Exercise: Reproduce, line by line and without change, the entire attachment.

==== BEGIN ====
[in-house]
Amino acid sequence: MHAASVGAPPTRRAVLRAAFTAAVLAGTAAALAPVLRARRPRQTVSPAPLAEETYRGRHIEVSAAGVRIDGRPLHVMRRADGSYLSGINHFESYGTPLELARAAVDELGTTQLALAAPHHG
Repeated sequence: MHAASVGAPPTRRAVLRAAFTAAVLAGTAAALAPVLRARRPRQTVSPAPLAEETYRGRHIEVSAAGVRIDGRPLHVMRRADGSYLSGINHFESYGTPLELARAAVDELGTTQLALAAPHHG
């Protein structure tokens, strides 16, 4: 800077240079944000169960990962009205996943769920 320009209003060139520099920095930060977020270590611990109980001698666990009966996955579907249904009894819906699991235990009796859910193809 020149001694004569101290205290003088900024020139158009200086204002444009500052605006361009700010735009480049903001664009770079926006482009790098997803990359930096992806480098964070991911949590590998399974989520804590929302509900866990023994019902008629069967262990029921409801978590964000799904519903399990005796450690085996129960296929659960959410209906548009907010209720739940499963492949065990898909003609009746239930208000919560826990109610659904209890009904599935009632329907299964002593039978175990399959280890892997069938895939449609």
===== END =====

[in-house]
Amino acid sequence: MHAASVGAPPTRRAVLRAAFTAAVLAGTAAALAPVLRARRPRQTVSPAPLAEETYRGRHIEVSAAGVRIDGRPLHVMRRADGSYLSGINHFESYGTPLELARAAVDELGTTQLALAAPHHG
Repeated sequence: MHAASVGAPPTRRAVLRAAFTAAVLAGTAAALAPVLRARRPRQTVSPAPLAEETYRGRHIEVSAAGVRIDGRPLHVMRRADGSYLSGINHFESYGTPLELARAAVDELGTTQLALAAPHHG
């Protein structure tokens, strides 16, 4: 800077240079944000169960990962009205996943769920 320009209003060139520099920095930060977020270590611990109980001698666990009966996955579907249904009894819906699991235990009796859910193809 020149001694004569101290205290003088900024020139158009200086204002444009500052605006361009700010735009480049903001664009770079926006482009790098997803990359930096992806480098964070991911949590590998399974989520804590929302509900866990023994019902008629069967262990029921409801978590964000799904519903399990005796450690085996129960296929659960959410209906548009907010209720739940499963492949065990898909003609009746239930208000919560826990109610659904209890009904599935009632329907299964002593039978175990399959280890892997069938895939449609």